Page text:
Carl Anderson (right) with a new park ranger at Dash Point State Park in the 1960s. Courtesy Points NE Historical Society.

Carl Anderson (right) with a new park ranger at Dash Point State Park in the 1960s. Courtesy Points NE Historical Society.

Dash Point State Park’s founding father finally gets credit

Family of Carl Anderson dedicates bench at park’s picnic area

Dash Point State Park became an officially recognized state park in 1962, thanks in large part to a former Federal Way resident who wrote letters to Washington parks and government officials to start the process.

Carl Anderson, who passed away in 1985, enjoyed spending time at Dash Point and wanted to make sure the piece of land could be around for generations to enjoy.

Anderson’s name, however, was largely forgotten in the history of the park after the 1960s.

Many news articles from that time gave credit to the land being sold by the McLeod family with no mention of the letters Anderson wrote detailing how the land would make a great state park.

An excerpt from the first letter he wrote in 1957 reads:

“Now, at long last, my dream of a perfect salt water state park is at hand. As I was driving through Dash Point the other day I discovered the very piece of property I’ve had in mind for a park being offered for sale. According to the sign it is three hundred acres with one thousand feet of beach.”

No one seemed to remember Anderson’s contribution after. No one except his children.

He is survived, along with many other relatives, by his two children, his daughter Chris Jaquish and his son Steve Anderson.

They can vividly recall the love their father had for the park, and how often he brought them out to spend time there.

Jaquish even remembers when the land was first dedicated as a state park in 1962 because they met Albert Rosellini, who was Washington’s governor at the time.

“Gov. Rosellini was here, and I remember him shaking my dad’s hand,” she said. “It was pretty impressive from our perspective.”

Anderson’s kids never forgot his contribution, and after years of working with the state parks department, their hard work has paid off. The parks and recreation commissions “realized that yes, Carl Anderson did deserve the respect, that what he did was important,” Jaquish said.

Jaquish said they have been working with the parks and recreation commissions for years trying to figure out how to properly honor Anderson’s contribution — until they found the perfect idea.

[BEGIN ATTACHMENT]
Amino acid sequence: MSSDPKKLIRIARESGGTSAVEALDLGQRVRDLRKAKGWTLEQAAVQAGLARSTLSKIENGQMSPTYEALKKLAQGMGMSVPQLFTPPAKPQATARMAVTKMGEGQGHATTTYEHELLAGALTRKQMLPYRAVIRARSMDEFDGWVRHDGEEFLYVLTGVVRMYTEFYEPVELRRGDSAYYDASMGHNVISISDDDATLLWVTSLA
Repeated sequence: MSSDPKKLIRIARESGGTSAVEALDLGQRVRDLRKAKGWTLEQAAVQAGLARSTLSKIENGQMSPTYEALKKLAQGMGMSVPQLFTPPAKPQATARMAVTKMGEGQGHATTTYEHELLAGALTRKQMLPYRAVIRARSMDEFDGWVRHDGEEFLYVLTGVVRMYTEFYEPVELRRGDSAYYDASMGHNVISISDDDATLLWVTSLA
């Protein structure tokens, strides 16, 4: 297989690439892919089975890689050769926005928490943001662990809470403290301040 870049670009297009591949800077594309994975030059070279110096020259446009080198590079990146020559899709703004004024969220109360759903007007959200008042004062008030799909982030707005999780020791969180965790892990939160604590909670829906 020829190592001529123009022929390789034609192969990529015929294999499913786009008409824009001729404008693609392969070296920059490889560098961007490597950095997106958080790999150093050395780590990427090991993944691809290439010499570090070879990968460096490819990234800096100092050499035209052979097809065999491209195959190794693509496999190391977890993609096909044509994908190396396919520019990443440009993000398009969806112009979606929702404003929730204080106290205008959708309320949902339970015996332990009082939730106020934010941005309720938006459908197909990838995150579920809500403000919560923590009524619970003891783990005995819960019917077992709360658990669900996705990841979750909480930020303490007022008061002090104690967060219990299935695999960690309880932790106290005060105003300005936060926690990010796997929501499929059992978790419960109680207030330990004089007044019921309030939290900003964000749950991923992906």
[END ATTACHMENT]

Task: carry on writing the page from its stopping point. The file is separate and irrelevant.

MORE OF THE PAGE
A bench, located at the picnic area at Dash Point State Park, was dedicated to Anderson’s contribution. The bench reads: “Dedicated to Carl O. Anderson in honor of his contribution to the establishment of Dash Point State Park.”

“We can see our dad sitting there today… he’s smiling somewhere today, because really this park would not be here without him,” she said.

The bench and surrounding cobblestones were assembled by Hal Heather, a local maintenance man who workss in the parks.

A small memorial dedication was held July 31, on what would have been Anderson’s 112th birthday, with family and close friends in attendance.

Steve Brand, the partnership and planning program manager for the Washington State Parks and Recreation Commission, was also in attendance and was very moved by the efforts Carl Anderson and his family made for Dash Point.

“I hope that I can leave even a fraction of the mark Carl Anderson did,” Brand said.

It was an emotional moment for everyone in attendance, including Brand.

“It’s a gift to all the people of the state of Washington, and my expression is just the gratitude of that state,” he said.

Jaquish also wanted to recognize all those with the parks and recreation commission and rangers at Dash Point who were unable to attend, including Jeff Vassallo, a ranger, and Jamie VanDeVanter, who also works in the department. “It takes a village,” she said.

Carl Anderson’s dedication bench at Dash Point State Park. The park was dedicated in 1962 due in large part to the letters Anderson used to urge Washington to make it an official state park. Haley Donwerth, the Mirror

Carl Anderson’s dedication bench at Dash Point State Park. The park was dedicated in 1962 due in large part to the letters Anderson used to urge Washington to make it an official state park. Haley Donwerth, the Mirror

Carl Anderson’s dedication bench at Dash Point State Park. The park was dedicated in 1962 due in large part to the letters Anderson used to urge Washington to make it an official state park. Haley Donwerth, the Mirror

Carl Anderson’s dedication bench at Dash Point State Park. The park was dedicated in 1962 due in large part to the letters Anderson used to urge Washington to make it an official state park. Haley Donwerth, the Mirror

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